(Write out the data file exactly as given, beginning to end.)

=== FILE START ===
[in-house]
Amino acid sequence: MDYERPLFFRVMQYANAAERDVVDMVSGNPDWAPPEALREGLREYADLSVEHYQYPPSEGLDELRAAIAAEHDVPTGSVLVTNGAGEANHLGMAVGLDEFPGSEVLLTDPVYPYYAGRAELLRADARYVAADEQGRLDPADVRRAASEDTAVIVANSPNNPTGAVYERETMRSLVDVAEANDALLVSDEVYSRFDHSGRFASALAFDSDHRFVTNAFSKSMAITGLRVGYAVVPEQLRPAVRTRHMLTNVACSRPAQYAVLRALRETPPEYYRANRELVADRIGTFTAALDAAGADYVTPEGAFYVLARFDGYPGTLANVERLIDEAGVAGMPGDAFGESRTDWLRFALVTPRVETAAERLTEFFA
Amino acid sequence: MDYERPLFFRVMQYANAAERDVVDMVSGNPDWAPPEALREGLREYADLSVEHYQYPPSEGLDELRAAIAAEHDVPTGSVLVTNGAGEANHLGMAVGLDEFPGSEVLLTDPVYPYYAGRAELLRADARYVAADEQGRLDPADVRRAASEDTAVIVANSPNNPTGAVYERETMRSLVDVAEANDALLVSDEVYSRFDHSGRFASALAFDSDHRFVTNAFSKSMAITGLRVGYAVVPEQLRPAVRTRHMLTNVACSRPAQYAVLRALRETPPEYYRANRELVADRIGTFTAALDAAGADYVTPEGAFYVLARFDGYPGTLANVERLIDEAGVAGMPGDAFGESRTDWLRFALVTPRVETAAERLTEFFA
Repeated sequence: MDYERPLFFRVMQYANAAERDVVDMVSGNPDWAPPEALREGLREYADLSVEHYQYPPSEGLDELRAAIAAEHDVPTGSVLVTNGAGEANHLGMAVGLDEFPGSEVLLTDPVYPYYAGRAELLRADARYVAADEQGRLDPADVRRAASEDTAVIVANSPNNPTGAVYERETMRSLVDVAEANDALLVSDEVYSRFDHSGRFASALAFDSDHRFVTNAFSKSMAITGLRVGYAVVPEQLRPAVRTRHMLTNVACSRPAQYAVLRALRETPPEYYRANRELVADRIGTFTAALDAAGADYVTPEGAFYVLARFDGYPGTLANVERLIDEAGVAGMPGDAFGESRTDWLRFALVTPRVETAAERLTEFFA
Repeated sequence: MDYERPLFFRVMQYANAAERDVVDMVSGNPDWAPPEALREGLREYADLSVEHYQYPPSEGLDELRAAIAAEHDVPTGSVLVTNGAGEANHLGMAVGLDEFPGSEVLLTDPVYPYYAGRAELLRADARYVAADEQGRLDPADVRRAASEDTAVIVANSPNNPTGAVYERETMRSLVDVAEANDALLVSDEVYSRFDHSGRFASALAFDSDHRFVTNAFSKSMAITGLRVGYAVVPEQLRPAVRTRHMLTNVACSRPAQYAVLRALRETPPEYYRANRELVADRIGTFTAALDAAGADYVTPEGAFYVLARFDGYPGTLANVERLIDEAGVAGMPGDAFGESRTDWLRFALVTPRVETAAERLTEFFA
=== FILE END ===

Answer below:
[in-house]
Amino acid sequence: MDYERPLFFRVMQYANAAERDVVDMVSGNPDWAPPEALREGLREYADLSVEHYQYPPSEGLDELRAAIAAEHDVPTGSVLVTNGAGEANHLGMAVGLDEFPGSEVLLTDPVYPYYAGRAELLRADARYVAADEQGRLDPADVRRAASEDTAVIVANSPNNPTGAVYERETMRSLVDVAEANDALLVSDEVYSRFDHSGRFASALAFDSDHRFVTNAFSKSMAITGLRVGYAVVPEQLRPAVRTRHMLTNVACSRPAQYAVLRALRETPPEYYRANRELVADRIGTFTAALDAAGADYVTPEGAFYVLARFDGYPGTLANVERLIDEAGVAGMPGDAFGESRTDWLRFALVTPRVETAAERLTEFFA
Amino acid sequence: MDYERPLFFRVMQYANAAERDVVDMVSGNPDWAPPEALREGLREYADLSVEHYQYPPSEGLDELRAAIAAEHDVPTGSVLVTNGAGEANHLGMAVGLDEFPGSEVLLTDPVYPYYAGRAELLRADARYVAADEQGRLDPADVRRAASEDTAVIVANSPNNPTGAVYERETMRSLVDVAEANDALLVSDEVYSRFDHSGRFASALAFDSDHRFVTNAFSKSMAITGLRVGYAVVPEQLRPAVRTRHMLTNVACSRPAQYAVLRALRETPPEYYRANRELVADRIGTFTAALDAAGADYVTPEGAFYVLARFDGYPGTLANVERLIDEAGVAGMPGDAFGESRTDWLRFALVTPRVETAAERLTEFFA
Repeated sequence: MDYERPLFFRVMQYANAAERDVVDMVSGNPDWAPPEALREGLREYADLSVEHYQYPPSEGLDELRAAIAAEHDVPTGSVLVTNGAGEANHLGMAVGLDEFPGSEVLLTDPVYPYYAGRAELLRADARYVAADEQGRLDPADVRRAASEDTAVIVANSPNNPTGAVYERETMRSLVDVAEANDALLVSDEVYSRFDHSGRFASALAFDSDHRFVTNAFSKSMAITGLRVGYAVVPEQLRPAVRTRHMLTNVACSRPAQYAVLRALRETPPEYYRANRELVADRIGTFTAALDAAGADYVTPEGAFYVLARFDGYPGTLANVERLIDEAGVAGMPGDAFGESRTDWLRFALVTPRVETAAERLTEFFA
Repeated sequence: MDYERPLFFRVMQYANAAERDVVDMVSGNPDWAPPEALREGLREYADLSVEHYQYPPSEGLDELRAAIAAEHDVPTGSVLVTNGAGEANHLGMAVGLDEFPGSEVLLTDPVYPYYAGRAELLRADARYVAADEQGRLDPADVRRAASEDTAVIVANSPNNPTGAVYERETMRSLVDVAEANDALLVSDEVYSRFDHSGRFASALAFDSDHRFVTNAFSKSMAITGLRVGYAVVPEQLRPAVRTRHMLTNVACSRPAQYAVLRALRETPPEYYRANRELVADRIGTFTAALDAAGADYVTPEGAFYVLARFDGYPGTLANVERLIDEAGVAGMPGDAFGESRTDWLRFALVTPRVETAAERLTEFFA